Some backup software is published by individuals who like to program in their spare time. At the other end of the spectrum, some backup software is published by large corporations with a small army of programmers and a full-time, paid technical support staff. Ironically, I've often received better and quicker technical support from individual authorseven those who give away their applications for freethan big companies. On the other hand, if you're entrusting all the data on the computers in your home or small office to a backup application, you may feel more comfortable knowing that a professional staff stands behind the product.
Rolling Your Own with Unix Utilities
Since backups are essentially a matter of copying files, many industrious Mac users have chosen to wrap up a few Unix commands in a shell script (with or without a nice Aqua interface) and call it a backup program. Under Tiger, Apple's included command-line tools (such as cp and tar) have the capability of copying files with both data forks and resource forks intact; under Panther, Apple's ditto tool serves this purpose (see the Glossary for info on data and resource forks). Third-party tools, such as rsync, can do the same, and with proper use, these tools can also maintain the correct creator, type, owner, and permissions settings. Certainly a clever programmer can add a bit of logic to a shell script, employ cron or even iCal to schedule unattended operation, and perhaps use AppleScript Studio to provide a friendly user interface. Indeed, several of the utilities listed in Appendix B were created using this technique.
If you're handy with Unix and want to attempt such an undertaking yourself strictly for fun or as a programming exercise, more power to you. But if your motivation is to save money, I urge you to reconsider. The complex issues one must address in designing backup and restoration routinesparticularly for proper additive incremental archiveswill take many hours to work out in even a rudimentary way. Even if you think your time is worth only a few dollars an hour, you'll save yourself both money and grief by purchasing a ready-made backup application.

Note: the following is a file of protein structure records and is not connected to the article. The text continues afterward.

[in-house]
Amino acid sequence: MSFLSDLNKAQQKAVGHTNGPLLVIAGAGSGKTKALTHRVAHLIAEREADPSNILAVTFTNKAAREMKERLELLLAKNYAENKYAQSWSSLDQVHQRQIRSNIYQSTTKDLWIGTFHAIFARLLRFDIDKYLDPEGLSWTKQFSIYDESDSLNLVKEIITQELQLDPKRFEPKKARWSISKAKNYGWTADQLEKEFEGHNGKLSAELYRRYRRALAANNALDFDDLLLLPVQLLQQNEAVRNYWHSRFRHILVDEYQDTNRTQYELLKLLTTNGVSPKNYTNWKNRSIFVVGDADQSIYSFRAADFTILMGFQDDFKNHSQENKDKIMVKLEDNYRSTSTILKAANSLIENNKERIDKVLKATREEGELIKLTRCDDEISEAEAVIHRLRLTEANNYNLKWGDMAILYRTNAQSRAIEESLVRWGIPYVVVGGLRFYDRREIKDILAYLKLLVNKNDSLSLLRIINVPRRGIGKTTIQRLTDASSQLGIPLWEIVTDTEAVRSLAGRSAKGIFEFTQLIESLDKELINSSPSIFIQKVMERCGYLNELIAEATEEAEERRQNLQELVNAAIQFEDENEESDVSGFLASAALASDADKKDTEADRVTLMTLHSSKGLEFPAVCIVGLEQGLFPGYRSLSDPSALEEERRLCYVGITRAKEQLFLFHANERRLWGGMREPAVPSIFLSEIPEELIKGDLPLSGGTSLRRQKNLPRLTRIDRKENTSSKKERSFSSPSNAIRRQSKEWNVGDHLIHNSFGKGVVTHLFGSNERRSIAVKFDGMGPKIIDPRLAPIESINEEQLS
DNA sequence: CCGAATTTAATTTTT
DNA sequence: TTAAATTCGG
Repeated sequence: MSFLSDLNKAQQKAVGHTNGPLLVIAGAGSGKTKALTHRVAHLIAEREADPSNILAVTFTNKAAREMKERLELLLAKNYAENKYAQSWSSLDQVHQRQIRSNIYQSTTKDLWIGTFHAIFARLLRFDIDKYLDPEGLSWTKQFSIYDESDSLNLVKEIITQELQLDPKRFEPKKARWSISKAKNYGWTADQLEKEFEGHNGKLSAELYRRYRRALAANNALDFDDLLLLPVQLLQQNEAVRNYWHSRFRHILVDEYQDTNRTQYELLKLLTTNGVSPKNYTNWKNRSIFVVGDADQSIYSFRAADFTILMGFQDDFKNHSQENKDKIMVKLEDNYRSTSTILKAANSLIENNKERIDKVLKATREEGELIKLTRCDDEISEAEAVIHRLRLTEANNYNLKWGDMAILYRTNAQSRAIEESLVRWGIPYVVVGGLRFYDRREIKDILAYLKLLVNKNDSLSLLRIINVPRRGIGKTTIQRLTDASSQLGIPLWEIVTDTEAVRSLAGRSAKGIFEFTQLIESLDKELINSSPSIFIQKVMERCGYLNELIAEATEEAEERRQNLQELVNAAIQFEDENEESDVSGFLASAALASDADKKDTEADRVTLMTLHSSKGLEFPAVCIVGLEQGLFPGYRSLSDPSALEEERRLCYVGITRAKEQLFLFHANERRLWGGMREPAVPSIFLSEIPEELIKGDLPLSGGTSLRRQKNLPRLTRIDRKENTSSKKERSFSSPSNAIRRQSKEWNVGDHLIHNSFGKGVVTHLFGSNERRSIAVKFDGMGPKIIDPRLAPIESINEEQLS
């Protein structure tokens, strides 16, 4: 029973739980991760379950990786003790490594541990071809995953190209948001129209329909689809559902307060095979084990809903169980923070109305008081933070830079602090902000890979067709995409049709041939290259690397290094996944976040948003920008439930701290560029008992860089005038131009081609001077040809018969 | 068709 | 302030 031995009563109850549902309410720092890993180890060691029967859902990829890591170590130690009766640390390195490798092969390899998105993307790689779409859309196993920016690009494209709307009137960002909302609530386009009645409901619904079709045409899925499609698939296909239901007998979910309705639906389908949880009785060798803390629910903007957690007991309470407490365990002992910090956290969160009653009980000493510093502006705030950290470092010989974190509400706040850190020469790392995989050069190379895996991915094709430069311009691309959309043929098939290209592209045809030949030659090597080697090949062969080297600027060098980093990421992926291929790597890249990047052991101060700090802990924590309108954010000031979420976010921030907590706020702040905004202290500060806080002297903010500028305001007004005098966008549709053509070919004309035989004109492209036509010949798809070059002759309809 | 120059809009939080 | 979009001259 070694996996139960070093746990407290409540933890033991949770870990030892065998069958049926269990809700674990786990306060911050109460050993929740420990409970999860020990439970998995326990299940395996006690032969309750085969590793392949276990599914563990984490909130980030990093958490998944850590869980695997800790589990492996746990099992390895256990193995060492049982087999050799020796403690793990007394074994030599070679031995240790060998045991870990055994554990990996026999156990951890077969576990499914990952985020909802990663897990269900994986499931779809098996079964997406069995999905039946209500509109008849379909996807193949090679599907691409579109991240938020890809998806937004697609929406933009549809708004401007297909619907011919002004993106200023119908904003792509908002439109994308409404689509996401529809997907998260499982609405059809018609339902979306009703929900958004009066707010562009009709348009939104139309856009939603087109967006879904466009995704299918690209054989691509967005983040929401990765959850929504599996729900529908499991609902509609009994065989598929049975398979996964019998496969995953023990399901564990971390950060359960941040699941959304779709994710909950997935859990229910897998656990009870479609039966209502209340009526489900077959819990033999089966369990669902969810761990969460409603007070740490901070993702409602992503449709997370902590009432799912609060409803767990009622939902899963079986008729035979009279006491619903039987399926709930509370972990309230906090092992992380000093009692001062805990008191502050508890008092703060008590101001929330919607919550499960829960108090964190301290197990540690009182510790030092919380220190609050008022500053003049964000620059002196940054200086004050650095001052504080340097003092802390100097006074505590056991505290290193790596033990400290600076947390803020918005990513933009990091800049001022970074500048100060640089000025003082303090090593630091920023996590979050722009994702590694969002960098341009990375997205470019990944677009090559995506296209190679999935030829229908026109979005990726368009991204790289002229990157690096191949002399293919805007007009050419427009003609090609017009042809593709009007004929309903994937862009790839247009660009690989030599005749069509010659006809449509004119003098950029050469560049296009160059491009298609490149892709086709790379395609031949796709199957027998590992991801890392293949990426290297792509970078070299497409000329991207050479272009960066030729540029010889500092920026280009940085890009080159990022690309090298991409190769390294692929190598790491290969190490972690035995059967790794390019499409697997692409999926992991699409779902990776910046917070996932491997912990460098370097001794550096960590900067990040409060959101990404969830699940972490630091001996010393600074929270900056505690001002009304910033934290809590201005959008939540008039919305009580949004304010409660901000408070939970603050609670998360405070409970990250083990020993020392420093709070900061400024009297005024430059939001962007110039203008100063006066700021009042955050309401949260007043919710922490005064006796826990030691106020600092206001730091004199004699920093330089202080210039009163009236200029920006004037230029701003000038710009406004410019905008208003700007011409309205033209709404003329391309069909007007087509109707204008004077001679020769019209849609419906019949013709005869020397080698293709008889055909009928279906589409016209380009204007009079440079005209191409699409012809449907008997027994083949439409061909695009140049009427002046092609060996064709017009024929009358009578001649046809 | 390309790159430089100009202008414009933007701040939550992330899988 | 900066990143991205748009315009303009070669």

For one example of a way to use rsync for backups, see Richard Hough's article "Automated Backups on Tiger Using rsync" at O'Reilly's MacDevCenter.com (www.macdevcenter.com/pub/a/mac/2005/07/22/backup.html).
But remember that such a strategy is less sophisticated than what most backup applications can offerand it comes without any technical support!
Of special note in this regard is EMC Insignia, developers of Retrospect. They charge $70 to speak to a technical support representative on the phonea seemingly outrageous fee. However, I've used technical support from Dantz (which was purchased by EMC) more than once, and I believe you get what you pay for. The technicians answer promptly, are highly trained, and continue working with youeven over multiple phone callsuntil the problem is solved (without charging you for each call). When I'm terrified that I might have just lost all my data and my software doesn't seem to be functioning correctly, I'm only too happy to pay $70 for the reassuring voice and advice of an expert who can help me get things working again.